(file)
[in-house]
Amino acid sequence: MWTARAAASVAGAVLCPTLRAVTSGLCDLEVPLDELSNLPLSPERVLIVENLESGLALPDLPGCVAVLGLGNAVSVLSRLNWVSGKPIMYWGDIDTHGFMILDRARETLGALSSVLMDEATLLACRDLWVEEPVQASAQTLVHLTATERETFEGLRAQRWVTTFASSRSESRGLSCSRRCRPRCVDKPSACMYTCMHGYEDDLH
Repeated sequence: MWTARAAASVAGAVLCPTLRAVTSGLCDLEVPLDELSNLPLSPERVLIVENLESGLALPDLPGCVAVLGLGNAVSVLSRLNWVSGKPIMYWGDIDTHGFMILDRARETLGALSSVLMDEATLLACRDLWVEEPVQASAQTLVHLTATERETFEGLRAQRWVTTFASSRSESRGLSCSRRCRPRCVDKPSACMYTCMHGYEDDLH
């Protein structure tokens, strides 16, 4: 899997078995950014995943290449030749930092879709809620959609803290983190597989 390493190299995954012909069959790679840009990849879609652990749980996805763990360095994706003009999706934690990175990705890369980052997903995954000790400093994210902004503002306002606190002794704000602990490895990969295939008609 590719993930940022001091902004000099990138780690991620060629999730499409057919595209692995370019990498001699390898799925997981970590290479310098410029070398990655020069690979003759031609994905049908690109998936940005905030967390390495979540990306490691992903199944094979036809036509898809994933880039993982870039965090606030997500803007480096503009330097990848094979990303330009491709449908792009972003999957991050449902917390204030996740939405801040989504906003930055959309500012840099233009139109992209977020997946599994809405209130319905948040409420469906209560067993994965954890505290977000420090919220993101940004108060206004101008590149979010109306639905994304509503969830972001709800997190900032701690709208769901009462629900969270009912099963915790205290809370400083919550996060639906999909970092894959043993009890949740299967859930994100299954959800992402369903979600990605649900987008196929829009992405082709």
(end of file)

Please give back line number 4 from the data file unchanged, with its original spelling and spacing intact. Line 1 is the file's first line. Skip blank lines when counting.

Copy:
């Protein structure tokens, strides 16, 4: 899997078995950014995943290449030749930092879709809620959609803290983190597989 390493190299995954012909069959790679840009990849879609652990749980996805763990360095994706003009999706934690990175990705890369980052997903995954000790400093994210902004503002306002606190002794704000602990490895990969295939008609 590719993930940022001091902004000099990138780690991620060629999730499409057919595209692995370019990498001699390898799925997981970590290479310098410029070398990655020069690979003759031609994905049908690109998936940005905030967390390495979540990306490691992903199944094979036809036509898809994933880039993982870039965090606030997500803007480096503009330097990848094979990303330009491709449908792009972003999957991050449902917390204030996740939405801040989504906003930055959309500012840099233009139109992209977020997946599994809405209130319905948040409420469906209560067993994965954890505290977000420090919220993101940004108060206004101008590149979010109306639905994304509503969830972001709800997190900032701690709208769901009462629900969270009912099963915790205290809370400083919550996060639906999909970092894959043993009890949740299967859930994100299954959800992402369903979600990605649900987008196929829009992405082709």